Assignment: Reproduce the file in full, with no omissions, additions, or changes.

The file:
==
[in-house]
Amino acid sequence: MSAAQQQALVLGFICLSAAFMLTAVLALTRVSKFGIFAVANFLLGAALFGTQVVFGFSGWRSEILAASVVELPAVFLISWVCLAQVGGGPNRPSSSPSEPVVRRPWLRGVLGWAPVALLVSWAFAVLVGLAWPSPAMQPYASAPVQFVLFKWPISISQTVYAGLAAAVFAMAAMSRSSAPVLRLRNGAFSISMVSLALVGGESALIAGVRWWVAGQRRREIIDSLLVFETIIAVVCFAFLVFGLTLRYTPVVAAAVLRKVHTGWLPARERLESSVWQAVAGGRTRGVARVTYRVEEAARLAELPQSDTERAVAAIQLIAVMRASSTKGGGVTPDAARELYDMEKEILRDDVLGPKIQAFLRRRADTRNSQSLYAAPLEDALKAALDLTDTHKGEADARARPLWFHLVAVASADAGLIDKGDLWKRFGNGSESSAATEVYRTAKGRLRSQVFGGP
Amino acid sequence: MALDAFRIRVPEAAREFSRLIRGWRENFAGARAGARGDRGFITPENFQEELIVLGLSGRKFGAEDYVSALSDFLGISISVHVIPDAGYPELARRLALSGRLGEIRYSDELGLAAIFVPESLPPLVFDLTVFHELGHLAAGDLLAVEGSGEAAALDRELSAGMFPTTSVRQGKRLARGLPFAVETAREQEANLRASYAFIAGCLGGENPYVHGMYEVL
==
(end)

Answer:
[in-house]
Amino acid sequence: MSAAQQQALVLGFICLSAAFMLTAVLALTRVSKFGIFAVANFLLGAALFGTQVVFGFSGWRSEILAASVVELPAVFLISWVCLAQVGGGPNRPSSSPSEPVVRRPWLRGVLGWAPVALLVSWAFAVLVGLAWPSPAMQPYASAPVQFVLFKWPISISQTVYAGLAAAVFAMAAMSRSSAPVLRLRNGAFSISMVSLALVGGESALIAGVRWWVAGQRRREIIDSLLVFETIIAVVCFAFLVFGLTLRYTPVVAAAVLRKVHTGWLPARERLESSVWQAVAGGRTRGVARVTYRVEEAARLAELPQSDTERAVAAIQLIAVMRASSTKGGGVTPDAARELYDMEKEILRDDVLGPKIQAFLRRRADTRNSQSLYAAPLEDALKAALDLTDTHKGEADARARPLWFHLVAVASADAGLIDKGDLWKRFGNGSESSAATEVYRTAKGRLRSQVFGGP
Amino acid sequence: MALDAFRIRVPEAAREFSRLIRGWRENFAGARAGARGDRGFITPENFQEELIVLGLSGRKFGAEDYVSALSDFLGISISVHVIPDAGYPELARRLALSGRLGEIRYSDELGLAAIFVPESLPPLVFDLTVFHELGHLAAGDLLAVEGSGEAAALDRELSAGMFPTTSVRQGKRLARGLPFAVETAREQEANLRASYAFIAGCLGGENPYVHGMYEVL